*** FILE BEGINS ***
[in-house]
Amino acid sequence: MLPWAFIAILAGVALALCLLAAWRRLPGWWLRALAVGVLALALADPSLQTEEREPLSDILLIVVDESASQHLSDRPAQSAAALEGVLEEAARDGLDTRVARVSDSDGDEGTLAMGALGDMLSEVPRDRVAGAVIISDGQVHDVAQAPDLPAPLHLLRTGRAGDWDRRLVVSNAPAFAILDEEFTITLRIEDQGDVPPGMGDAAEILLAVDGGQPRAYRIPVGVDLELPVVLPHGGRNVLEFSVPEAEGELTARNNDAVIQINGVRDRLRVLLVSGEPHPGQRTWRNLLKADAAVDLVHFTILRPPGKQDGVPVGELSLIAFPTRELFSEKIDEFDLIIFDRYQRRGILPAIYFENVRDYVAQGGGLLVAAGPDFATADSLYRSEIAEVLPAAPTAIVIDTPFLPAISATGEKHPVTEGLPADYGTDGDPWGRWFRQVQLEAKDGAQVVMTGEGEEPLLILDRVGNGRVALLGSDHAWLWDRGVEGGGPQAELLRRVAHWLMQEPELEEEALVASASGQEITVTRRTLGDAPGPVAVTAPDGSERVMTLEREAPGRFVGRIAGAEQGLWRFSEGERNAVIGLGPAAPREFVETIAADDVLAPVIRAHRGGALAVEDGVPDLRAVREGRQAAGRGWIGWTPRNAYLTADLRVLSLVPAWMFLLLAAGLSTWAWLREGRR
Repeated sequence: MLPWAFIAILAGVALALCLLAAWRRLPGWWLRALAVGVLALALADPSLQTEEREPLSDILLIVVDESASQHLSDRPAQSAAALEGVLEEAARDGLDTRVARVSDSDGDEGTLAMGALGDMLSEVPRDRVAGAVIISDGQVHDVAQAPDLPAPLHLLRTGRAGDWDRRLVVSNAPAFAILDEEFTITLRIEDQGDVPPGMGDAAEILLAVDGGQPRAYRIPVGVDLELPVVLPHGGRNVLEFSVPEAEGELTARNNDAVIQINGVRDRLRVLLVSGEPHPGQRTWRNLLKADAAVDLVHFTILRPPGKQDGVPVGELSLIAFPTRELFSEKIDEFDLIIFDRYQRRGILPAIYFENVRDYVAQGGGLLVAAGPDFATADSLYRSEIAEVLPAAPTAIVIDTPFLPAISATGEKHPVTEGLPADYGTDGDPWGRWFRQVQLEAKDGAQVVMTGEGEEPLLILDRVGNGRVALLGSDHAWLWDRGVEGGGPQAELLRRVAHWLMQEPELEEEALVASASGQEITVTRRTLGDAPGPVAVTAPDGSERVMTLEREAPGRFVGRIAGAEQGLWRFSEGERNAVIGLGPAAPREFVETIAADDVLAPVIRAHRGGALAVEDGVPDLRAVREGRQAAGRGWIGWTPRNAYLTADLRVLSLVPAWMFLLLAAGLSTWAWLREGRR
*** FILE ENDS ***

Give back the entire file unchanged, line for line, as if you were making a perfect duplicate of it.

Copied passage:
[in-house]
Amino acid sequence: MLPWAFIAILAGVALALCLLAAWRRLPGWWLRALAVGVLALALADPSLQTEEREPLSDILLIVVDESASQHLSDRPAQSAAALEGVLEEAARDGLDTRVARVSDSDGDEGTLAMGALGDMLSEVPRDRVAGAVIISDGQVHDVAQAPDLPAPLHLLRTGRAGDWDRRLVVSNAPAFAILDEEFTITLRIEDQGDVPPGMGDAAEILLAVDGGQPRAYRIPVGVDLELPVVLPHGGRNVLEFSVPEAEGELTARNNDAVIQINGVRDRLRVLLVSGEPHPGQRTWRNLLKADAAVDLVHFTILRPPGKQDGVPVGELSLIAFPTRELFSEKIDEFDLIIFDRYQRRGILPAIYFENVRDYVAQGGGLLVAAGPDFATADSLYRSEIAEVLPAAPTAIVIDTPFLPAISATGEKHPVTEGLPADYGTDGDPWGRWFRQVQLEAKDGAQVVMTGEGEEPLLILDRVGNGRVALLGSDHAWLWDRGVEGGGPQAELLRRVAHWLMQEPELEEEALVASASGQEITVTRRTLGDAPGPVAVTAPDGSERVMTLEREAPGRFVGRIAGAEQGLWRFSEGERNAVIGLGPAAPREFVETIAADDVLAPVIRAHRGGALAVEDGVPDLRAVREGRQAAGRGWIGWTPRNAYLTADLRVLSLVPAWMFLLLAAGLSTWAWLREGRR
Repeated sequence: MLPWAFIAILAGVALALCLLAAWRRLPGWWLRALAVGVLALALADPSLQTEEREPLSDILLIVVDESASQHLSDRPAQSAAALEGVLEEAARDGLDTRVARVSDSDGDEGTLAMGALGDMLSEVPRDRVAGAVIISDGQVHDVAQAPDLPAPLHLLRTGRAGDWDRRLVVSNAPAFAILDEEFTITLRIEDQGDVPPGMGDAAEILLAVDGGQPRAYRIPVGVDLELPVVLPHGGRNVLEFSVPEAEGELTARNNDAVIQINGVRDRLRVLLVSGEPHPGQRTWRNLLKADAAVDLVHFTILRPPGKQDGVPVGELSLIAFPTRELFSEKIDEFDLIIFDRYQRRGILPAIYFENVRDYVAQGGGLLVAAGPDFATADSLYRSEIAEVLPAAPTAIVIDTPFLPAISATGEKHPVTEGLPADYGTDGDPWGRWFRQVQLEAKDGAQVVMTGEGEEPLLILDRVGNGRVALLGSDHAWLWDRGVEGGGPQAELLRRVAHWLMQEPELEEEALVASASGQEITVTRRTLGDAPGPVAVTAPDGSERVMTLEREAPGRFVGRIAGAEQGLWRFSEGERNAVIGLGPAAPREFVETIAADDVLAPVIRAHRGGALAVEDGVPDLRAVREGRQAAGRGWIGWTPRNAYLTADLRVLSLVPAWMFLLLAAGLSTWAWLREGRR